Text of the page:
With bitcoin none of this applies. Bitcoin has built into its protocol all the functionality anyone could need for transacting directly with the base asset. With bitcoin you can transfer funds anywhere instantaneously. If you need services beyond the base protocol, you can run software on your own computer/phone.

I think this is what Satoshi meant when he said bitcoin enables "individuals to be there own bank". Bitcoin enables an individual to have the security of holding physical metal, with the functionality of bank notes and services. It is a killer combination and one that not all VCs into bitcoin understand yet I think.
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December 16, 2014, 11:39:38 PM
 #18848

It is a killer combination and one that not all VCs into bitcoin understand yet I think.
It is a combination that is deeply threatening to people whose entire livelihood depends on individuals and businesses not having those capabilities.
cypherdoc
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December 17, 2014, 12:23:51 AM
 #18849

“We couldn’t imagine what’s happening in our worst nightmare even a year ago,” Shvetsov, who oversees financial markets at the central bank, said yesterday.

http://mobile.bloomberg.com/news/2014-12-16/russia-crisis-hits-pimco-fund-wipes-out-options-as-ruble-sinks.html

I've been warning  about this shit for months now right here.  The charts have been forecasting this. Get yourselves to safety.
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December 17, 2014, 12:50:57 AM
 #18850

this is encouraging from Google and Yahoo:

http://googleonlinesecurity.blogspot.co.uk/2014/12/an-update-to-end-to-end.html
rocks
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December 17, 2014, 01:08:35 AM
 #18851

I've been warning about this shit for months now right here.  The charts have been forecasting this. Get yourselves to safety.

For close 100 years getting to safety has meant running to the US dollar. It is how the federal government has been able to thrive and grow the way it has. Every time there is a crisis the US government has never lacked for funding because the world runs into its debt, because of this it has been able to fund itself freely during every crisis, without care or worry.

Most sane organizations would never consider creating the massive number of obligations the US government has, obligations the must continue to be paid no matter the current environment. This includes a massive global military presence that requires funding every day, a massive welfare state that requires funding every day, a massive number of unfunded social liabilities that require funding every day. Without continuous funding our military overseas would stave for oil in a matter of weeks and over a hundred million in the US would suffer dramatically.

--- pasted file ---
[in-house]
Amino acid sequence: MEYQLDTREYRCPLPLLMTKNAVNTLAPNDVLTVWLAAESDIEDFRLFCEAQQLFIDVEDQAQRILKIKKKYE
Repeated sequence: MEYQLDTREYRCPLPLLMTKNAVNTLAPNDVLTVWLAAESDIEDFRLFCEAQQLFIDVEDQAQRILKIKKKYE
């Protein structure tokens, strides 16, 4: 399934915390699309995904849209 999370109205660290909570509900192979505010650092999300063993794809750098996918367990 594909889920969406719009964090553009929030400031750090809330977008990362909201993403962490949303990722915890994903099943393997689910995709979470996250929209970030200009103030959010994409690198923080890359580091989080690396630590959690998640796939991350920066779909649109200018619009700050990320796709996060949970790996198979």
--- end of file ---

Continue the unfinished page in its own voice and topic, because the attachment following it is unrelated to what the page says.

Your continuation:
If at some point the market does not run to dollars in a crisis, the US government would find itself is a horrific situation from which there is no escape. A situation that was of it's own making but one it is completely unprepared to handle.

Luckily (or unluckily) I believe this end point is still a ways away. The Keynesian central banking model still has more tricks to utilize and I suspect the next upcoming crisis will play out the same as in 2008/09, the central banks will first allow the markets to crash, then create money out of thin air at public demand, then give that money to their own first to buy up assets cheap, then create more money and let that trickle into the economy so the public can re-buy at higher "recovered" prices.

So the question is which "safety" have you run to? Bitcoin, dollars, hard assets, Pb?
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December 17, 2014, 01:39:45 AM
 #18852

For close 100 years getting to safety has meant running to the US dollar. It is how the federal government has been able to thrive and grow the way it has. Every time there is a crisis the US government has never lacked for funding because the world runs into its debt, because of this it has been able to fund itself freely during every crisis, without care or worry.

Most sane organizations would never consider creating the massive number of obligations the US government has, obligations the must continue to be paid no matter the current environment. This includes a massive global military presence that requires funding every day, a massive welfare state that requires funding every day, a massive number of unfunded social liabilities that require funding every day. Without continuous funding our military overseas would stave for oil in a matter of weeks and over a hundred million in the US would suffer dramatically.

If at some point the market does not run to dollars in a crisis, the US government would find itself is a horrific situation from which there is no escape. A situation that was of it's own making but one it is completely unprepared to handle.

Luckily (or unluckily) I believe this end point is still a ways away. The Keynesian central banking model still has more tricks to utilize and I suspect the next upcoming crisis will play out the same as in 2008/09, the central banks will first allow the markets to crash, then create money out of thin air at public demand, then give that money to their own first to buy up assets cheap, then create more money and let that trickle into the economy so the public can re-buy at higher "recovered" prices.